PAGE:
Repetition and variation: Groundhog Day

Groundhog Day

Can you believe that the movie Groundhog Day is now 23 years old? I remember going to see it at the cinema in 1993 with my friend Karen – it was the end of my first year at University and Karen’s year abroad in the UK (from the US). It took a while to get one’s head around the story – I remember my initial reaction being “what was that all about?” – I was hooked on the desire for things to always be properly explained – abstraction, for a while, seemed unacceptable.

In subsequent viewings and years, I realised that asking the question “how?” was actually irrelevant. The real question when it comes to Groundhog Day is “why?” and the answer is what makes the story so utterly compelling – standing up to repeated viewings and never ceasing to make me feel happier and more hopeful about life each time.

Why am I talking about Groundhog Day now? Because I have just had the absolute pleasure of going to the Old Vic in London to see the new musical based on the film. The music and lyrics have been penned by Tim Minchin who’s recent success in the West End with Matilda made this a pretty hot ticket. It’s also on a very short run of just ten weeks and had it’s world premiere on July 15th this year so we were really lucky to be able to get tickets the day before through Lastminute.com and they weren’t even that expensive by West End standards.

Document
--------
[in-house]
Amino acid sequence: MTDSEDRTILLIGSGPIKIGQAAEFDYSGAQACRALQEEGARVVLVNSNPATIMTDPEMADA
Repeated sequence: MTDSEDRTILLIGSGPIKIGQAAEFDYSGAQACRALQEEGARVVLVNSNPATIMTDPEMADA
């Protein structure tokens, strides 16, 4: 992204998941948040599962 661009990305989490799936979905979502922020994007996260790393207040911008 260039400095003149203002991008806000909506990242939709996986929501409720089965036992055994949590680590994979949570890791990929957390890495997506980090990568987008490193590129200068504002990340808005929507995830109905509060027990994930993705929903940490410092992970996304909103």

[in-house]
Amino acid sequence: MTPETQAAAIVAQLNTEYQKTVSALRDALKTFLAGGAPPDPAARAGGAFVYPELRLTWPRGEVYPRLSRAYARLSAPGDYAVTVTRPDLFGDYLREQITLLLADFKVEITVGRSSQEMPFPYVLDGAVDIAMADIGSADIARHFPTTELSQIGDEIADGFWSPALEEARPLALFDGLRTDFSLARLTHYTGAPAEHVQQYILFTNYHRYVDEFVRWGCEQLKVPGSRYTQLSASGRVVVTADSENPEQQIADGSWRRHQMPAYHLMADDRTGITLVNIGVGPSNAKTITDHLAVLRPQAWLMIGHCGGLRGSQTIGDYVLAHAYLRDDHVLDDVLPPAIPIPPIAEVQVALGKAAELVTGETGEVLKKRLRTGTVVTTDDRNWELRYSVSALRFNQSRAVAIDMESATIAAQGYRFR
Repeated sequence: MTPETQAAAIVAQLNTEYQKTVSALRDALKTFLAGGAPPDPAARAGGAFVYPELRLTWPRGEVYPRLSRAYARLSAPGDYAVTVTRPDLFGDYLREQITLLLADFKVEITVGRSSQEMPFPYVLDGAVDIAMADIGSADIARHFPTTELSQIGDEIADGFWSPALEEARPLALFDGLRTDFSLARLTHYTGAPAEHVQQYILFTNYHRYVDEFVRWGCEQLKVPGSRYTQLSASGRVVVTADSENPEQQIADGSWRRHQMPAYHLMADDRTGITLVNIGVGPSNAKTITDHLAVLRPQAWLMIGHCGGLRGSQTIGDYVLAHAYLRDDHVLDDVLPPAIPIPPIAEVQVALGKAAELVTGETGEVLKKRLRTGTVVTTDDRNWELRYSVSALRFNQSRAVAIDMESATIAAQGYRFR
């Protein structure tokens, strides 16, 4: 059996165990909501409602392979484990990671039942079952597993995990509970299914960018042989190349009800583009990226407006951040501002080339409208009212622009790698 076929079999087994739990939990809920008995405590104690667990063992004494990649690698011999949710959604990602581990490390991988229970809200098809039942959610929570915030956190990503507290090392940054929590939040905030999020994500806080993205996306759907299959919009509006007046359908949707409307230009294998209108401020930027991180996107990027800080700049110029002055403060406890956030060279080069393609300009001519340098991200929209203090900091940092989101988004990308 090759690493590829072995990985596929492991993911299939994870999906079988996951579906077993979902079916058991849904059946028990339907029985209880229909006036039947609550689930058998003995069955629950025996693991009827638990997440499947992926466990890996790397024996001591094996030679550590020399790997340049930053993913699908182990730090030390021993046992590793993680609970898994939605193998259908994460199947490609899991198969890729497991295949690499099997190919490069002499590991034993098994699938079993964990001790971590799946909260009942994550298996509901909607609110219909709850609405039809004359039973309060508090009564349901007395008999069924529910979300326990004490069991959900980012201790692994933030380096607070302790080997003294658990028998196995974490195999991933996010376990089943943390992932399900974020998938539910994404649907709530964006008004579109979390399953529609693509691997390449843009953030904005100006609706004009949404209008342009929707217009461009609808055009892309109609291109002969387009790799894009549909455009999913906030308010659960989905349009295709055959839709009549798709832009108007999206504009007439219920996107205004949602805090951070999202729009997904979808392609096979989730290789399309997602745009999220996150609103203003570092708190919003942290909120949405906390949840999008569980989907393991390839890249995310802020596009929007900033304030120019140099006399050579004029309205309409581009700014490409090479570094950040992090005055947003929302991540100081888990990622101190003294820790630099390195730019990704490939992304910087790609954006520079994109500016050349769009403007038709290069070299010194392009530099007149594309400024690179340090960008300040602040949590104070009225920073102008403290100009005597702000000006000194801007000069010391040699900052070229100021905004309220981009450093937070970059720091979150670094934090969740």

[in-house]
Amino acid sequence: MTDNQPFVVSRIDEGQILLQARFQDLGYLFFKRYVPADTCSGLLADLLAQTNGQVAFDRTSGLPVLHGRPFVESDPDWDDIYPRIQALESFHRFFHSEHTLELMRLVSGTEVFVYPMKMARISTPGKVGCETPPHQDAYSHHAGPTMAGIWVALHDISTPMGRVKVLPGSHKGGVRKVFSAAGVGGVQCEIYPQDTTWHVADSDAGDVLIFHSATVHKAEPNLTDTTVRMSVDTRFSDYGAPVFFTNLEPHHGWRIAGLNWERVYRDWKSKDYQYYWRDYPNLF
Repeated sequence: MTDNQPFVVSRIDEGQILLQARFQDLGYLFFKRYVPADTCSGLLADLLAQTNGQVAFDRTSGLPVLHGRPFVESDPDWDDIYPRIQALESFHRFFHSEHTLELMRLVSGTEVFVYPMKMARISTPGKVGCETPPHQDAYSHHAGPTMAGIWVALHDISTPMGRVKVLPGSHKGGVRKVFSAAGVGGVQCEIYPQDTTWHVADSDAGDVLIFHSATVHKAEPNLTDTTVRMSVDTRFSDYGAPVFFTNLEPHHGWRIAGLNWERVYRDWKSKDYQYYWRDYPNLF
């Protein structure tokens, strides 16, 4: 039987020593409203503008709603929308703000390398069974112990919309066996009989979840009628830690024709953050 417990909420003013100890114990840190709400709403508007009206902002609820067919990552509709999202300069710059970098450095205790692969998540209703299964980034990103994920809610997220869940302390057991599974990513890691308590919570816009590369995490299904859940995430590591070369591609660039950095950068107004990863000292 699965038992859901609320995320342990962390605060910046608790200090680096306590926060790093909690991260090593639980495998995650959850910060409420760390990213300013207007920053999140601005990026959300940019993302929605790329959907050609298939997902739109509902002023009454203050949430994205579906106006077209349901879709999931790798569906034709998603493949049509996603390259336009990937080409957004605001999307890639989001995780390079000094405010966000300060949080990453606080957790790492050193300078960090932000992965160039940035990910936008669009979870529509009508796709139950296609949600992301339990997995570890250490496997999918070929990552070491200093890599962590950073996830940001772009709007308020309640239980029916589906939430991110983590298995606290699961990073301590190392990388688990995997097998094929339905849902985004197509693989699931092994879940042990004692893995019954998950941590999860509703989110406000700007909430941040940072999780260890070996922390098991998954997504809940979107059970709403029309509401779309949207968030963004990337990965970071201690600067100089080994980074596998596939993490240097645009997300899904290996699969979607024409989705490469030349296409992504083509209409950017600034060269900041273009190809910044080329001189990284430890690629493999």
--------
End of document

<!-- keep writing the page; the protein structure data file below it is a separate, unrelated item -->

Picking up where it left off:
I haven’t been to see something which inspired so much joy for a long time – when an audience gives a pretty unanimous standing ovation at the end of a show you know you have been privy to something special.

Tim Minchin himself describes Groundhog Day as “a great idea. It’s like Beckett and Stoppard and Kurt Vonnegut, and everything I love – conceptual explorations that are written with humour that explore what it’s like to be human”.

The most powerful message that comes from this story is essentially ‘CarpĂ© Diem’, seize the day – and this really resonated with me once again after my recent musings on the topic of age and what constitutes ‘mid-life’. As I said last week – sometimes 15 years can go by in the blink of an eye, and putting things off to another day is, in many cases, a mistake.

It seems that my mantra right now is “Life’s too short” and Groundhog Day with it’s reminders of endless repetition and how mental, psychological, spiritual and emotional adjustments (alongside positive action) can alter your life for the better, is as good (and entertaining) a prompt as it ever was.

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